If you are talking about expiratory pressure relief, that setting can vary from 0-3 cm, and it's the amount by which the treatment pressure drops when you exhale.
It's a comfort setting to make it easier for you to exhale against the pressure. You can try different values to see what feels good to you. Most people on this forum seem to use some amount of EPR, although some do not and set the value to zero.
This value is called "EPR" for ResMed machines and some version of C-Flex/C-Flex+/A-Flex/Bi-Flex for Philips Respironics machines.
Exhale pressure relief or EPR is the reduction in pressure during exhale. The Autoset has 1, 2 and 3 cmH2O EPR.
A humidity setting of 4 is relatively high. If you don't have a heated hose, it could easily cause condensation. You should request a prescription for heated hose from your doctor so it is covered by insurance, or if you pay out of pocket, consider a fleece hose cover, or just invest in the climateline tubing.
The pressure relief button is just an on or off, there's no numbers against it. My EPR is on with an EPR type of full time and the level is 1.
I do use a slimline tube, I'm assuming that is the heated one. It's definitely not the standard tube and I have slimline selected under accessories.
I'm hoping that by lowering the humidity level to 2 tonight, that should help.
Thanks to everyone that has replied, you are so helpful and I don't think I could have kept soldiering on if it wasn't for this forum. Thanks all.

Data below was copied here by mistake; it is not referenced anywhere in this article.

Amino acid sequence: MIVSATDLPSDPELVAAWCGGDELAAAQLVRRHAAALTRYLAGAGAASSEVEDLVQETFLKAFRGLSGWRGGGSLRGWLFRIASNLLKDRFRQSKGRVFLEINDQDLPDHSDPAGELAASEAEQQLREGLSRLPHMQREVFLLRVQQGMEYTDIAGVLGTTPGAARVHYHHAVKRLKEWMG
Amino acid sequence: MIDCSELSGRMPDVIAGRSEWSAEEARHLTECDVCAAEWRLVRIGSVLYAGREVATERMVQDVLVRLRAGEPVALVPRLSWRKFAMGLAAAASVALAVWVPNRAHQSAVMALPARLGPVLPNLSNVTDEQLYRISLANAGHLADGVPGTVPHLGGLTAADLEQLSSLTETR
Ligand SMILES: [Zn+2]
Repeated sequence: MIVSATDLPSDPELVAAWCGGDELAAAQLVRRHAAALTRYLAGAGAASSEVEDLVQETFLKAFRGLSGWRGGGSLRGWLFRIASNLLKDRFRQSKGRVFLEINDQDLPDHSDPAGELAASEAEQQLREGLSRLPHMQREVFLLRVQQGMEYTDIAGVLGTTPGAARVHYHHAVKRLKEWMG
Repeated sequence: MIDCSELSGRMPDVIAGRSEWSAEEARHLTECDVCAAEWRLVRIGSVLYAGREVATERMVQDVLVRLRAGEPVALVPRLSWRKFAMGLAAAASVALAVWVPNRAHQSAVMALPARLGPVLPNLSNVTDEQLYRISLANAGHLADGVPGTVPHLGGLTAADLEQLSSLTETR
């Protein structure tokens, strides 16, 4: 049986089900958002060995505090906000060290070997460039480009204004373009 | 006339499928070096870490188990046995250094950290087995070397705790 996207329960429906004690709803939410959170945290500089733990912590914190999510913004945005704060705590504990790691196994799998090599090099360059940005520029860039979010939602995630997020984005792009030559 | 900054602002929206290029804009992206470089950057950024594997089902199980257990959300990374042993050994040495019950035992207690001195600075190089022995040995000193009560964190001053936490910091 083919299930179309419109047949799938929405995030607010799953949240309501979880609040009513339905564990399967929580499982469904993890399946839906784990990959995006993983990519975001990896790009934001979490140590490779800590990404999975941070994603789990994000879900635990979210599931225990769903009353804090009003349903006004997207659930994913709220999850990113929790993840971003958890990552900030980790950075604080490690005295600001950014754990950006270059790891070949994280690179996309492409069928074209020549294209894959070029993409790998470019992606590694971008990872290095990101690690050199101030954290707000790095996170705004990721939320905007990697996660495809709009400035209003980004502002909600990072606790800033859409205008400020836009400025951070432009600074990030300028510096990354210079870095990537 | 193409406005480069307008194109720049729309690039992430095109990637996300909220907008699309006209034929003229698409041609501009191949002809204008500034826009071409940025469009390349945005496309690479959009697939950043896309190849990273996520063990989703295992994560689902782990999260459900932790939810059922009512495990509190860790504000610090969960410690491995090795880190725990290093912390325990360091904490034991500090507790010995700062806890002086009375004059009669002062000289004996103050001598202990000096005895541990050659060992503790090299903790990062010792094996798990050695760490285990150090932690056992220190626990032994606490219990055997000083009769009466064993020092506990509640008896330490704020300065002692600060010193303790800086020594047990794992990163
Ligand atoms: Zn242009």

I'll post tomorrow on how I go tonight.
07-30-2016, 09:20 PM
(This post was last modified: 07-30-2016, 09:24 PM by eseedhouse.)
(07-30-2016, 06:08 PM)chuck6161 Wrote: Thanks eseedhouse, I actually found that setting in "my options" which is set to 4. I will lower that tonight. I also noticed a setting for pressure relief, it is set to ON. Would you know what that means? Thanks in advance.
It just means that the pressure drops a bit when the machine detects that you are breathing out. The settings are 1, 2, and 3 and apply to the pressure drop measured in centimeters of water. So if your pressure at the time you breath out is at 10 it will drop to 9 if your setting is one 8 if it is two, and 7 if it is 3. It will not go below 4cm so if you are at 4cm it will make no difference.
When you start to breath in the pressure will go back up and it may feel like the machine is encouraging you to breath in. You may or may not like that - I do, but you are not me.
Choking feelings seem to be associated with a too low bottom pressure. Many people need at least 7CM to avoid feeling choked, and when the technicians set these machines wide open they are rarely helping you. If you set the pressure relief at 3 and slowly move the bottom pressure up to 7 say a half centimeter at a time over a couple of weeks then you may feel more comfortable. If you don't you can change it.
Also when the machines are run wide open like that they attempt to go back to the lowest pressure between apneas and then they tend not to have enough pressure available to treat the next one, and that can certainly cause you to feel like you are choking because, well, you *are* choking.
The above is my opinion. It is just possible that I may, occasionally, be mistaken.
I am neither a Doctor, nor any other kind of medical professional.
Everything put together sooner or later falls apart.